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Leonard W. Wood is a director of Atlanta-based Wood Partners LLC and is the chairman of the National Association of Home Builders’ Multifamily Leadership Board. He may be contacted at [email protected].

Multifamily housing developers, builders and property managers should be extremely concerned about a Congressional proposal that would change the tax treatment of private equity.

The consumer press has presented a somewhat skewed take on the proposed change–which involves the tax treatment of what is called “carried interest”–by focusing mostly on the proposal’s effect on the taxation of capital gains earned by hedge funds, venture capital firms and private equity businesses. Less publicized, however, is how the proposal will negatively affect most real estate partnerships, including the development and sale of multifamily assets.

The bill (H.R. 2834), which was introduced by Rep. Sander Levin (D-MI) in June, would amend the tax code to treat carried interests in investment partnerships as ordinary income. Currently, such income is classified as a capital gain, which is taxed at 15%. Because ordinary income can be taxed at rates up to 35%, those of us involved in real estate partnerships that include carried interest could see our tax bills on that carried interest increase by a whopping 133%.

If allowed to become law, this bill would, in effect, change the way we do business. Not only would it dampen our enthusiasm for risk, but it would also disrupt the relationship we have with our investors, potentially affecting both the pricing of deals and the amount of capital available to be invested.

Given the time, money, and risk involved in real estate development, partnerships have always been essential to the way we do business. Most of us who act as general partners in a development deal typically receive two kinds of income from these partnerships.

First, we receive a fee for development and operation services. This fee, because it is a return for services or labor, is presently taxed as ordinary income. We have no argument with that. However, in addition to this fee for service, most multifamily development deals include a “carried interest” provision. The “carry” is a share, perhaps 20%, of capital gains that arise after the successful sale of the developed property. The “carried interest” is a means of payment for our investment and entrepreneurial efforts as multifamily housing developers.

Because most of us are putting “sweat equity” into these deals, funding the pre-development costs and guaranteeing the construction budget and financing, the share associated with the carry is more than the amount of equity we invest at the front end of these projects. When the project is completed, the asset is sold, and all equity repaid with a return, we are entitled to our share of the partnership’s profits. In other words, the amount and timing of the carried interest payment depends on the success of the partnership venture. The profits–and none are ever guaranteed–represent the return on an asset. Or to say it another way, they represent a capital gain. Such income, therefore, is appropriately taxed as a capital gain.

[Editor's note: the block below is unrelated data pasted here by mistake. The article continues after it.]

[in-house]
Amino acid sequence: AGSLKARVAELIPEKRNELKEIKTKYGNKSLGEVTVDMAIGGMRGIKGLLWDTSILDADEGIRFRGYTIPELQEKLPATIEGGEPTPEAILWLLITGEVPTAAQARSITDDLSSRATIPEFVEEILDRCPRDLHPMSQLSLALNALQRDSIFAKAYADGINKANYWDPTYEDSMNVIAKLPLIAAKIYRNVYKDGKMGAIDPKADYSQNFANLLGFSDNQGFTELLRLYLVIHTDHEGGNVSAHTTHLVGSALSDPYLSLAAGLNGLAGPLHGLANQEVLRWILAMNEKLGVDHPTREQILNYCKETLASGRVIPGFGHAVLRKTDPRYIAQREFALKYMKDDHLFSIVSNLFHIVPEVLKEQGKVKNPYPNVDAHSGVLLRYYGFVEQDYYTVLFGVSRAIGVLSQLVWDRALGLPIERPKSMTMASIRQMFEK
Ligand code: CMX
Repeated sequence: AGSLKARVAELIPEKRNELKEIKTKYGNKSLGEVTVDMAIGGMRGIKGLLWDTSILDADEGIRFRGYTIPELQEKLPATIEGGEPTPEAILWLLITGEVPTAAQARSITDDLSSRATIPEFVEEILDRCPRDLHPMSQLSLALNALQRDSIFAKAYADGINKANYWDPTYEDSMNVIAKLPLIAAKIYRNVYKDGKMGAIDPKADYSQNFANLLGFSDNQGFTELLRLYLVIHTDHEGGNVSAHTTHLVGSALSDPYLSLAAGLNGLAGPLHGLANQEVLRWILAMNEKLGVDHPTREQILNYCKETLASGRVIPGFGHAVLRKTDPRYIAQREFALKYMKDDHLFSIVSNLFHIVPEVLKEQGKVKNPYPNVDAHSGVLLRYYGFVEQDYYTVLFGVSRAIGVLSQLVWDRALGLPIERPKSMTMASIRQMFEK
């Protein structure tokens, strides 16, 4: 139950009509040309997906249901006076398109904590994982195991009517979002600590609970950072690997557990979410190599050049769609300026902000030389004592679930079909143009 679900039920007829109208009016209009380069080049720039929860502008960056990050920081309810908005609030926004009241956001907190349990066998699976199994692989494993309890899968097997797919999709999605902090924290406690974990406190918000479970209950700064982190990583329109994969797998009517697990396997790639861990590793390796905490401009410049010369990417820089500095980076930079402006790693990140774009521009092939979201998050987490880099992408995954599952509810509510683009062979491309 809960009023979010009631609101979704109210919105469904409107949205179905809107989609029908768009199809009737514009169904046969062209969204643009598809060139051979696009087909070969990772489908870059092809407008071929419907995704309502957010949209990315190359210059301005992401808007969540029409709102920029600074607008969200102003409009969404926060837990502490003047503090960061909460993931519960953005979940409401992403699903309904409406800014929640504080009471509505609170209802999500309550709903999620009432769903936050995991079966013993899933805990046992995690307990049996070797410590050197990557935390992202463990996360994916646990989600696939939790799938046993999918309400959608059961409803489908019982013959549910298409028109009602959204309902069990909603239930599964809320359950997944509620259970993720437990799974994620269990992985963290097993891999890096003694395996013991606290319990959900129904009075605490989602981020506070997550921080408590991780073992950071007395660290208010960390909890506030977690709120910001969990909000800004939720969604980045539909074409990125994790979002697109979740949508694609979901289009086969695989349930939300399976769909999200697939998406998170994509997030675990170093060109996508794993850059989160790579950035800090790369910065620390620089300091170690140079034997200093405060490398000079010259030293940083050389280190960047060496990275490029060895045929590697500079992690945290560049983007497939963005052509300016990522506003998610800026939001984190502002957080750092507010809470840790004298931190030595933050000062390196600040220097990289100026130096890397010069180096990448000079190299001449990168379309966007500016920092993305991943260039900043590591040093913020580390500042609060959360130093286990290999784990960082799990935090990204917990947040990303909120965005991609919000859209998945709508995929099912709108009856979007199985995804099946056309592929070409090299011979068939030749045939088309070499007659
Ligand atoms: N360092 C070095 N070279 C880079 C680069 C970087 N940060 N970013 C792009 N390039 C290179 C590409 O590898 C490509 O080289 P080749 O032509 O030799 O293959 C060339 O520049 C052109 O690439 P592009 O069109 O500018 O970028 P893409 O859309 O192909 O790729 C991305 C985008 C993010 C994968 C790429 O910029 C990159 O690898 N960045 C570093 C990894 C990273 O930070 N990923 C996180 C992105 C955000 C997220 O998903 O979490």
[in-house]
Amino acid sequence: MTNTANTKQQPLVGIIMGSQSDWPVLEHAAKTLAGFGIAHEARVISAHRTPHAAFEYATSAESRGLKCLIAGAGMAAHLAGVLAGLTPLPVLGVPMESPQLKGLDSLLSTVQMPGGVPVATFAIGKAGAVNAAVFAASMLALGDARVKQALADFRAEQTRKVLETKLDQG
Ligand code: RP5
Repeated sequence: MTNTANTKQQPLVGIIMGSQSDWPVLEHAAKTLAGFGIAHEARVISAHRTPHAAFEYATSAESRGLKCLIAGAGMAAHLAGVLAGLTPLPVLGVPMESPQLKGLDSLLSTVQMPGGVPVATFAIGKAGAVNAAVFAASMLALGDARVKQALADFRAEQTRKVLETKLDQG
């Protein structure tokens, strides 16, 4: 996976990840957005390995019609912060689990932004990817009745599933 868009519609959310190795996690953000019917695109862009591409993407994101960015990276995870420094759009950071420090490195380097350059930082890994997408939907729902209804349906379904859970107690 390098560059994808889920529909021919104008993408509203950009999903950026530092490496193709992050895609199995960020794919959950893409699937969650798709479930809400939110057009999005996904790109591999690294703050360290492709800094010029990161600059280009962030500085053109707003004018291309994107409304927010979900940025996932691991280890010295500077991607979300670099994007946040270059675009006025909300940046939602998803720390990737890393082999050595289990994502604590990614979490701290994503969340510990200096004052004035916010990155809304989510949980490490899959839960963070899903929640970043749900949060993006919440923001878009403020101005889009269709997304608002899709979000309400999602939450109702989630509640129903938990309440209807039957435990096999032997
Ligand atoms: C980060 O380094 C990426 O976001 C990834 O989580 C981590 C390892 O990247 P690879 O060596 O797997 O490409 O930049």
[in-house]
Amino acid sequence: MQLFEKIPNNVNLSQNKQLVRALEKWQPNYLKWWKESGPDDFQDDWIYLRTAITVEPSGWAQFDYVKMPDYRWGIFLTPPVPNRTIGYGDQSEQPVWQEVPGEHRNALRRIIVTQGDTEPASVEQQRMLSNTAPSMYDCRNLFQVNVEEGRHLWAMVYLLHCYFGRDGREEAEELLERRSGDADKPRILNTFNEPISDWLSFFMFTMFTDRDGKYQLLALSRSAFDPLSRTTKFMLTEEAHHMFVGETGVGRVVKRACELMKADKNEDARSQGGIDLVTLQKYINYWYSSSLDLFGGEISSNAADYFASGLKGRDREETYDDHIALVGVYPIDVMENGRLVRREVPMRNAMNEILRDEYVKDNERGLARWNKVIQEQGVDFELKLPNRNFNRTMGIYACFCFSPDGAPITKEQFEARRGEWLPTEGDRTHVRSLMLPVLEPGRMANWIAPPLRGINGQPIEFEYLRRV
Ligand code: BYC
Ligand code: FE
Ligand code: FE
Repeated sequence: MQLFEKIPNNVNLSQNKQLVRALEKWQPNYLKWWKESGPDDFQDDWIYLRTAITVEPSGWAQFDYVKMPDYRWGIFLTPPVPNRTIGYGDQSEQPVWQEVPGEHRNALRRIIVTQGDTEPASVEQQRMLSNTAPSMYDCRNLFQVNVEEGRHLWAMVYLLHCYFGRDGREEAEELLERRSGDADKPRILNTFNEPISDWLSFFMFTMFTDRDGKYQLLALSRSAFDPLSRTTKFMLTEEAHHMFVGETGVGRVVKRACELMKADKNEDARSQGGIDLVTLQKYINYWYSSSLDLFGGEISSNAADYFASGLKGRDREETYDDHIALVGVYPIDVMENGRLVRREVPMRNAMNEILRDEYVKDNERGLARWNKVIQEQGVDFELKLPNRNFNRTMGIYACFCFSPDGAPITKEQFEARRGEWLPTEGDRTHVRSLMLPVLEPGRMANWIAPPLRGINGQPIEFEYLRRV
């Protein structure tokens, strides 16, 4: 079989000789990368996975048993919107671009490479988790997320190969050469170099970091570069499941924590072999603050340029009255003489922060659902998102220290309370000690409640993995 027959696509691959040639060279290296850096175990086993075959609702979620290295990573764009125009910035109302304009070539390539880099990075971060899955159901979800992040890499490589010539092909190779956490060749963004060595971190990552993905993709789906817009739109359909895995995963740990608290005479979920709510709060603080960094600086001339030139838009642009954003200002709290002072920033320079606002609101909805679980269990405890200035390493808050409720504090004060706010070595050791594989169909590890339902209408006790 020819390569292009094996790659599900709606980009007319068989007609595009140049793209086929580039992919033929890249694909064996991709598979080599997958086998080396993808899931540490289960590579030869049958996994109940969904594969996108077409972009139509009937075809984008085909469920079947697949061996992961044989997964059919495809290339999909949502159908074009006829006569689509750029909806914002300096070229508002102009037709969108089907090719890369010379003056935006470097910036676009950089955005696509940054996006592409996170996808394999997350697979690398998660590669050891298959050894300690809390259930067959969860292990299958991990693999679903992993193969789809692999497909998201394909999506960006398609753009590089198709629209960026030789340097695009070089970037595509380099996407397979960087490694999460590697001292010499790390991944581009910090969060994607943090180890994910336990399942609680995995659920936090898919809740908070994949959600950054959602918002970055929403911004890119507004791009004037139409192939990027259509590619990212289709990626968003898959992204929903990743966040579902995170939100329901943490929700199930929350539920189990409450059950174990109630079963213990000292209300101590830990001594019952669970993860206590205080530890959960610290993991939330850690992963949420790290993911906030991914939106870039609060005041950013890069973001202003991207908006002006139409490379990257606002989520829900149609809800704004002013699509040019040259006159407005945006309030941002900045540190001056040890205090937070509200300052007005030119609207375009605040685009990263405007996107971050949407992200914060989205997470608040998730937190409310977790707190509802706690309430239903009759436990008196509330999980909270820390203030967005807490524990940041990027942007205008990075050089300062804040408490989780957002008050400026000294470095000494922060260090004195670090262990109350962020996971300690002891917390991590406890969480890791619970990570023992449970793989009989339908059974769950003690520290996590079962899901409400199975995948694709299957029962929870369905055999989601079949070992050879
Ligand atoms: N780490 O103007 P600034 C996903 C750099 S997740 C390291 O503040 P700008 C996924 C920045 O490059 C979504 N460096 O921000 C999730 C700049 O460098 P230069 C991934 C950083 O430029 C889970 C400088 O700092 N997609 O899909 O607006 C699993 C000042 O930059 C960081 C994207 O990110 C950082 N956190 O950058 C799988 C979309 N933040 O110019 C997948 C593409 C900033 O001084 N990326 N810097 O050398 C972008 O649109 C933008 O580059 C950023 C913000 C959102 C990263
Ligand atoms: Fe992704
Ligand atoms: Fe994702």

Partnerships with promoted or carried interest mechanisms are excellent financial arrangements because they allow us, as real estate entrepreneurs, to share the economic risks of a deal with outside investors. And regardless of tax considerations, it is important to remember this: outside investors often demand carried interest provisions because they believe such a provision increases the incentive of the builder/developer to generate profit for the limited partners by aligning their respective economic interests.

Carried interest provisions also reduce the investor’s business risk. If the tax treatment changes–the amount of money flowing into our deals is almost sure to change too. It will become even more expensive and more difficult to develop and build multifamily housing projects, especially those in underdeveloped communities, where it is already nearly impossible to make the numbers pencil out.

The National Association of Home Builders, along with a coalition of other real estate groups, is working on our behalf to enlighten Congress about the negative impact such a change in the tax law could have on real estate entrepreneurship. But we as individual developers also must be involved to ensure that our interests are protected. You should be aware that Rep. Levin is not alone working this issue–H.R. 2834 has 12 other original sponsors, including Rep. Charlie Rangel (D-NY), who chairs the powerful House Ways & Means Committee, and Rep. Barney Frank (D-MA), who chairs the House Financial Services Committee.

In a time of federal budget deficits, Wall Street and the profits amassed by hedge funds and private equity firms may seem like an easy target for tax increases. We in the real estate business need to make sure that Congress understands the significant unintended consequences to our industry that could arise from such a change in the tax treatment of private equity. I encourage you to be proactive in writing our elected representatives concerning this issue.

The views expressed in this article are those of the author and not Real Estate Media or its publications.

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